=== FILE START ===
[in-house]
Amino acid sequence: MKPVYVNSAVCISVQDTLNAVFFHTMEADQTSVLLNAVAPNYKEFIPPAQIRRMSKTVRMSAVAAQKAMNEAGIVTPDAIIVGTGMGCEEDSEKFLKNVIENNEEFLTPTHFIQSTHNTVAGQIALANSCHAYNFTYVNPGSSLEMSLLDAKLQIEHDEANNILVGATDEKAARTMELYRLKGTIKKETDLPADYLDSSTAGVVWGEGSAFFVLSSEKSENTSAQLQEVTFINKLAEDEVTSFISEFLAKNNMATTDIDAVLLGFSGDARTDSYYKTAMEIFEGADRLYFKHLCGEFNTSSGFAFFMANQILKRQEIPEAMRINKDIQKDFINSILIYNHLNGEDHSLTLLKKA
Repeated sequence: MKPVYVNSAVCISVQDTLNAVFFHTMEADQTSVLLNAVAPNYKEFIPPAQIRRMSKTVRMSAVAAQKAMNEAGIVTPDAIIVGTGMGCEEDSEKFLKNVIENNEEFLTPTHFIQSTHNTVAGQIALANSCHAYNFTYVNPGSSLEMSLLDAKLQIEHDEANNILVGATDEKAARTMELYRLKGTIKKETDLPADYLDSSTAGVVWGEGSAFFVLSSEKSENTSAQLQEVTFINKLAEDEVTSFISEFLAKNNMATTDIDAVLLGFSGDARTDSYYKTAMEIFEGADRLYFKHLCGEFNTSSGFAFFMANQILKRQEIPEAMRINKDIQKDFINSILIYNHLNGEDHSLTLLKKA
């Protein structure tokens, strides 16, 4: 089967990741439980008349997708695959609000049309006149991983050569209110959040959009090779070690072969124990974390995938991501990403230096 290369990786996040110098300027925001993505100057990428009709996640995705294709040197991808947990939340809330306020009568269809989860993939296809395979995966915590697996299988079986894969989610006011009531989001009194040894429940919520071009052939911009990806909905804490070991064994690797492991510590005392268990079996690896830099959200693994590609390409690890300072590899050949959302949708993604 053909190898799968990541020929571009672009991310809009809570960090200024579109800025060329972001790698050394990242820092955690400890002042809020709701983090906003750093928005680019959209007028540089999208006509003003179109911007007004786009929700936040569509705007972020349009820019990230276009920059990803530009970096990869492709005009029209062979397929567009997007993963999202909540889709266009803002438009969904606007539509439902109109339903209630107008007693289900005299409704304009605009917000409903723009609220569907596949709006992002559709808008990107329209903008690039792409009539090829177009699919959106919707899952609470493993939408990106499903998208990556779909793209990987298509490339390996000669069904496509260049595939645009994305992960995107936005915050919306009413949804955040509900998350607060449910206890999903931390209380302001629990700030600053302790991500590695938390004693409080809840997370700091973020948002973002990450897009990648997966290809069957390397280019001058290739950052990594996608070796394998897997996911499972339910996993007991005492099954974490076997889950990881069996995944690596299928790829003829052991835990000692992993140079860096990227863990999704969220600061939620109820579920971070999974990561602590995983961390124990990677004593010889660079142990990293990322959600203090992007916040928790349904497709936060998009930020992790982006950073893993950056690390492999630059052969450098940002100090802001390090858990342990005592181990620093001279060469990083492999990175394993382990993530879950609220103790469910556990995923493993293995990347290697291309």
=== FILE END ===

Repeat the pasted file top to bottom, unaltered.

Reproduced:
[in-house]
Amino acid sequence: MKPVYVNSAVCISVQDTLNAVFFHTMEADQTSVLLNAVAPNYKEFIPPAQIRRMSKTVRMSAVAAQKAMNEAGIVTPDAIIVGTGMGCEEDSEKFLKNVIENNEEFLTPTHFIQSTHNTVAGQIALANSCHAYNFTYVNPGSSLEMSLLDAKLQIEHDEANNILVGATDEKAARTMELYRLKGTIKKETDLPADYLDSSTAGVVWGEGSAFFVLSSEKSENTSAQLQEVTFINKLAEDEVTSFISEFLAKNNMATTDIDAVLLGFSGDARTDSYYKTAMEIFEGADRLYFKHLCGEFNTSSGFAFFMANQILKRQEIPEAMRINKDIQKDFINSILIYNHLNGEDHSLTLLKKA
Repeated sequence: MKPVYVNSAVCISVQDTLNAVFFHTMEADQTSVLLNAVAPNYKEFIPPAQIRRMSKTVRMSAVAAQKAMNEAGIVTPDAIIVGTGMGCEEDSEKFLKNVIENNEEFLTPTHFIQSTHNTVAGQIALANSCHAYNFTYVNPGSSLEMSLLDAKLQIEHDEANNILVGATDEKAARTMELYRLKGTIKKETDLPADYLDSSTAGVVWGEGSAFFVLSSEKSENTSAQLQEVTFINKLAEDEVTSFISEFLAKNNMATTDIDAVLLGFSGDARTDSYYKTAMEIFEGADRLYFKHLCGEFNTSSGFAFFMANQILKRQEIPEAMRINKDIQKDFINSILIYNHLNGEDHSLTLLKKA
């Protein structure tokens, strides 16, 4: 089967990741439980008349997708695959609000049309006149991983050569209110959040959009090779070690072969124990974390995938991501990403230096 290369990786996040110098300027925001993505100057990428009709996640995705294709040197991808947990939340809330306020009568269809989860993939296809395979995966915590697996299988079986894969989610006011009531989001009194040894429940919520071009052939911009990806909905804490070991064994690797492991510590005392268990079996690896830099959200693994590609390409690890300072590899050949959302949708993604 053909190898799968990541020929571009672009991310809009809570960090200024579109800025060329972001790698050394990242820092955690400890002042809020709701983090906003750093928005680019959209007028540089999208006509003003179109911007007004786009929700936040569509705007972020349009820019990230276009920059990803530009970096990869492709005009029209062979397929567009997007993963999202909540889709266009803002438009969904606007539509439902109109339903209630107008007693289900005299409704304009605009917000409903723009609220569907596949709006992002559709808008990107329209903008690039792409009539090829177009699919959106919707899952609470493993939408990106499903998208990556779909793209990987298509490339390996000669069904496509260049595939645009994305992960995107936005915050919306009413949804955040509900998350607060449910206890999903931390209380302001629990700030600053302790991500590695938390004693409080809840997370700091973020948002973002990450897009990648997966290809069957390397280019001058290739950052990594996608070796394998897997996911499972339910996993007991005492099954974490076997889950990881069996995944690596299928790829003829052991835990000692992993140079860096990227863990999704969220600061939620109820579920971070999974990561602590995983961390124990990677004593010889660079142990990293990322959600203090992007916040928790349904497709936060998009930020992790982006950073893993950056690390492999630059052969450098940002100090802001390090858990342990005592181990620093001279060469990083492999990175394993382990993530879950609220103790469910556990995923493993293995990347290697291309």